The enemy is willing to die
Bits and pieces from the NYT’s piece about Putin’s address and comments
“Sept. 4 – In a rare address to his nation, coming at a time of grave crisis, President Vladimir V. Putin said Saturday that the school siege in the southern city of Beslan was an attack on all of Russia and called for the mobilization of society to resist what he called “a total and full-scale war” to splinter the country.
Mr. Putin spoke as the death toll from the violent end of the hostage crisis at Middle School No. 1 in Beslan rose to 330; half of the dead were children. Officials warned that the number of dead would rise further in the city, not far from Chechnya, as workers searched the school’s charred wreckage and as more victims succumbed to their wounds in hospitals.
“This is challenge to all of Russia, to all our people,” Mr. Putin said. “This is an attack against all of us.”
[Russian Deputy Prosecutor Sergei Fridinsky said Sunday that according to the latest information, 32 terrorists had been involved in the hostage-taking, and the bodies of 30 of them had been found, the Interfax news agency said, as reported by the Associated Press. Including the militants, at least 380 people died, according to the A.P.]
Mr. Putin sought to answer the seething anger that many here have expressed after a series of terrorist acts that in 10 wrenching days have killed more than 500 people. The worst was in Beslan, where heavily armed insurgents, some wearing explosives, seized the school on Wednesday, corralled 1,200 schoolchildren, parents and teachers into its gymnasium and threatened to kill them.”
Why do they refer to them as militants or insurgents. Terrorists is an apt description as is murderers. When you go after children you are not a “freedom fighter”
“We have to admit that we failed to recognize the complexity and danger of the processes going on in our country and the world as a whole,” said Mr. Putin, who spoke for 10 minutes, standing alone in front of Russia’s flag and a wood-paneled backdrop. “At any rate, we failed to react to them adequately. We demonstrated our weakness, and the weak are beaten.”
Mr. Putin did not accept personal responsibility for Russia’s failings, but he echoed a feeling of helplessness and fear that has shaken the country, demanding, as many here have, that security and law-enforcement agencies work more efficiently to counter the threat of terrorism. He also suggested that Russian society itself needed to develop to succeed in the fight.
“Events in other countries prove that terrorists meet the most effective rebuff where they confront not only the power of the state, but also an organized and united civil society,” he said.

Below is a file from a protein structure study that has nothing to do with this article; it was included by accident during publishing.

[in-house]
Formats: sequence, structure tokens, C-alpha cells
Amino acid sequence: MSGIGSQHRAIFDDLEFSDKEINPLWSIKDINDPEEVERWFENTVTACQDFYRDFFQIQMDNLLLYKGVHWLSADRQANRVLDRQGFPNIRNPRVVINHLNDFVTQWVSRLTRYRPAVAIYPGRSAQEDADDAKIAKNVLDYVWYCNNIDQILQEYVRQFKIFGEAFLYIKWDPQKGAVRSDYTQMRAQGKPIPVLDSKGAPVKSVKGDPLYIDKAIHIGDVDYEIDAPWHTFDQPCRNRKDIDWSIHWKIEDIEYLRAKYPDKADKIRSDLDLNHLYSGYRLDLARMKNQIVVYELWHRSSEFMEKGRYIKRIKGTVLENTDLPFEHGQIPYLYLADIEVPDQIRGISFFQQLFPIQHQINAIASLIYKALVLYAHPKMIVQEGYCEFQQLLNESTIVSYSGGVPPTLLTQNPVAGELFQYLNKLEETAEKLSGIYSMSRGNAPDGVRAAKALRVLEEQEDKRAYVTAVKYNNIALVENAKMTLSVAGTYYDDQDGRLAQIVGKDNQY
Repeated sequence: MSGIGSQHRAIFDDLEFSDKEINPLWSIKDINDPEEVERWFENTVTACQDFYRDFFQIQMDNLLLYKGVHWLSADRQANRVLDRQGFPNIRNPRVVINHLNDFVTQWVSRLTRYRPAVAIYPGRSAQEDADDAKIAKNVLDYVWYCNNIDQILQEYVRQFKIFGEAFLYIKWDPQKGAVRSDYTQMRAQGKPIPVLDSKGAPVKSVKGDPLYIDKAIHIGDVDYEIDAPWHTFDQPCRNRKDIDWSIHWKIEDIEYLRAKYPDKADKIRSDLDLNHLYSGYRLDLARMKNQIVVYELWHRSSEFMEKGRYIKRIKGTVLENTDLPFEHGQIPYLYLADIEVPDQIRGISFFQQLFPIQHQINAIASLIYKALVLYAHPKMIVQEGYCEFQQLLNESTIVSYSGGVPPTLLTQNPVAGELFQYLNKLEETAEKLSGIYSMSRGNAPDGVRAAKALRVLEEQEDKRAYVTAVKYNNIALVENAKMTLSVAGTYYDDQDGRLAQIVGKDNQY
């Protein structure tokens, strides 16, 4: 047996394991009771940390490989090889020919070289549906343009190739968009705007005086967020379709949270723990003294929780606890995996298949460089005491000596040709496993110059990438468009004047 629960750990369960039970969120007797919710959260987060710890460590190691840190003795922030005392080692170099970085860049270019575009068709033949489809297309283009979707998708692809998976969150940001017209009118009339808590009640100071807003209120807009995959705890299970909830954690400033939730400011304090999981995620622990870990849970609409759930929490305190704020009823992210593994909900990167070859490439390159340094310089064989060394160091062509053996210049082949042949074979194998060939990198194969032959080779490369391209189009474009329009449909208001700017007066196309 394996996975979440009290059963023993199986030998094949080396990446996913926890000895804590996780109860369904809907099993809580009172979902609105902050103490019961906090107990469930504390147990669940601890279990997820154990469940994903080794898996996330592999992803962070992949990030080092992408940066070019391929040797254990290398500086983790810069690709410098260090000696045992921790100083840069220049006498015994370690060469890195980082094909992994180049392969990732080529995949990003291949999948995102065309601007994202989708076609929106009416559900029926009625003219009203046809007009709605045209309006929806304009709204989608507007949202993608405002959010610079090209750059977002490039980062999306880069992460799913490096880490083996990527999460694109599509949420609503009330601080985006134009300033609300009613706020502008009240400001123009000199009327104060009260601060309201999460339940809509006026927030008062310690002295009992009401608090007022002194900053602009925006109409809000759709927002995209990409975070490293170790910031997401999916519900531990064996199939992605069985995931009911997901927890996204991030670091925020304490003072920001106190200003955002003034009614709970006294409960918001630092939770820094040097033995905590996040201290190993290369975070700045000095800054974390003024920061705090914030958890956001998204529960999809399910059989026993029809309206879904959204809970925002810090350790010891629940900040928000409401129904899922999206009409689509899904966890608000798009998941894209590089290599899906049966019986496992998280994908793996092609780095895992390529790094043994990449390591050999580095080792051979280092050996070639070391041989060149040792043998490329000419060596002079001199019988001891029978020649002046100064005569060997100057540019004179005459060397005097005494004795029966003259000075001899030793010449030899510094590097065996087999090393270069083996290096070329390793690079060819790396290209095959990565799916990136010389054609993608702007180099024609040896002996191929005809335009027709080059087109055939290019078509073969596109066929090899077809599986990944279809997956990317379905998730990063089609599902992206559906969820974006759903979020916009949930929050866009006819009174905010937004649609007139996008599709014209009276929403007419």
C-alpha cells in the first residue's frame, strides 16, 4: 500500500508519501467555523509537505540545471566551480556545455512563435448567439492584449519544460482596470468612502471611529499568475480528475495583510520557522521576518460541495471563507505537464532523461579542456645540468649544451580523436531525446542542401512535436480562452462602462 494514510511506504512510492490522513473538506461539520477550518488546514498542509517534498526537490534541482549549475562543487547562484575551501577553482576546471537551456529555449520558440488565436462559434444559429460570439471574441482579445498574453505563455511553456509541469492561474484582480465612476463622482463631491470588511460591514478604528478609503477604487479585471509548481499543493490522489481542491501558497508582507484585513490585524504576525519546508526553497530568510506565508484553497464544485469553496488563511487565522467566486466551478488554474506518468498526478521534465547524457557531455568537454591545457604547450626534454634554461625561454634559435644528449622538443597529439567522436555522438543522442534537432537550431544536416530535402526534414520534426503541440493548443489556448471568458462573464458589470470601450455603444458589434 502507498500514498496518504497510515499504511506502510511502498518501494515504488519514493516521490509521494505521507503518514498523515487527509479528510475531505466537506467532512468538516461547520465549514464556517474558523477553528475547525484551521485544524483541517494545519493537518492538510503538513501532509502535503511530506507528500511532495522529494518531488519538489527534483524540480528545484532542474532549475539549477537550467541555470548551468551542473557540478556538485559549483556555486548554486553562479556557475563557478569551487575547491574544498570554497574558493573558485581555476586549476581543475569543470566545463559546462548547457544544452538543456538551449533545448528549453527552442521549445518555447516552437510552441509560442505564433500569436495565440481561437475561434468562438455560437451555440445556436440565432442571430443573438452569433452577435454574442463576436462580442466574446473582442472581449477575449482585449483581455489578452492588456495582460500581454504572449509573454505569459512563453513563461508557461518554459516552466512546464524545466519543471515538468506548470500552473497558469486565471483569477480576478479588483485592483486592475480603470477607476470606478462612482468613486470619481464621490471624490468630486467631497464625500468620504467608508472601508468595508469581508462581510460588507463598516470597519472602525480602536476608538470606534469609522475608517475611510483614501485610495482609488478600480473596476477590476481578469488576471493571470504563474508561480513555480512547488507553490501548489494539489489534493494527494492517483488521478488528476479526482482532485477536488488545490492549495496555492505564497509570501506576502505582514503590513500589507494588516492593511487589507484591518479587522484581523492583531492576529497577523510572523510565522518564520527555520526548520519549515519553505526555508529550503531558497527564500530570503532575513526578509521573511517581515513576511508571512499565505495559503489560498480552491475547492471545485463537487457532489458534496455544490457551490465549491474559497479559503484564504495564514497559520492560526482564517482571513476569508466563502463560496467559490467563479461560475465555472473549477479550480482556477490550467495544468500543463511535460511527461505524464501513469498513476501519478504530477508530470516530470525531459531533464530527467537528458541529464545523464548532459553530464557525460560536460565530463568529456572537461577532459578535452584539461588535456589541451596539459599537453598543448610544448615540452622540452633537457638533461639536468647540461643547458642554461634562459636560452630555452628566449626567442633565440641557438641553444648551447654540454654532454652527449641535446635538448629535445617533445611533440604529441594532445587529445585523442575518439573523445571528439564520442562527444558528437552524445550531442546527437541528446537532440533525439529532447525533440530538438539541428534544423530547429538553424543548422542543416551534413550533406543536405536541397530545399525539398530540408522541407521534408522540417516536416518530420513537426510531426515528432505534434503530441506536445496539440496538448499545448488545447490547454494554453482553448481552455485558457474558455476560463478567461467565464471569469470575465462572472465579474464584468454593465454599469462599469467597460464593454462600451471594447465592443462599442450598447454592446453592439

He did not elaborate, but many Russians have been citing the experiences of the United States, Israel and Spain as more effective in protecting their citizens.”
Very strong words from the leader of a country.
“Although he made a broad appeal for national unity in the face of terror, he did not mention the war in Chechnya, a struggle linked to all of the attacks that have roiled the country. That suggested he would not consider changing the Kremlin’s strategy there, despite years of war and atrocities that have left the Chechen people embittered.”
The current plan is not working. They are not rolling over and giving up. They are prepared to die and happy to do so, provided that they take others with them. Time to rethink your strategy Vlad.
“Terrorists think that they are stronger, that they can intimidate us, paralyze our will, decompose our society,” Mr. Putin said Saturday night. “It seems that we have a choice: to resist or to cave in and agree with their claims, to give up and allow them to destroy and to take apart Russia, in the hope that eventually they will leave us alone.”
Noting his oath of office to protect the nation, he added, “I am convinced that in fact there is no choice.”
And now will we see Russia “enter” foreign countries to punish those who sent non-Chechen fighters. It will be very interesing to see what happens.
Jack's Shack September 5, 2004 at 3:52 pm
Again, I mostly agree with you. The Russians have been hard and heavy-handed in their response. To some extent they can take responsibility for some of this.
If you beat your “enemy” hard enough he/she will either lay down and die or they will develop their own calluses and respond.
At some point you reach a time in which they do not care and will act accordingly.
Anonymous September 5, 2004 at 3:25 pm
It’s a contradiction in terminis that putin elaborates his war with chechnya to the unsec council as the ‘war against worldwide terrorism’ not mentioning the russian massacres in grozny produced the seed of this terrorism.
It becomes apparent that the somewhat moderate militant maschadov has been replaced by basajev, an extremely violent militant with no illusions. He knows the russians will never retreat out of chechnya, therefore he designs his terrorist plans around maximum destruction. His aim is public fear and repulsion in the hope of shaping a movement that will gain enough public suport to change russian policy in chechnya.
But the russians have their own agenda. They are not reluctant to kill and mutilate chechen civilians in their pursuit of militants. Or more precisely, to keep the country occupied and let it be terrorized by russian loyalists of chechyan origin such as kadyrov and aschlanov.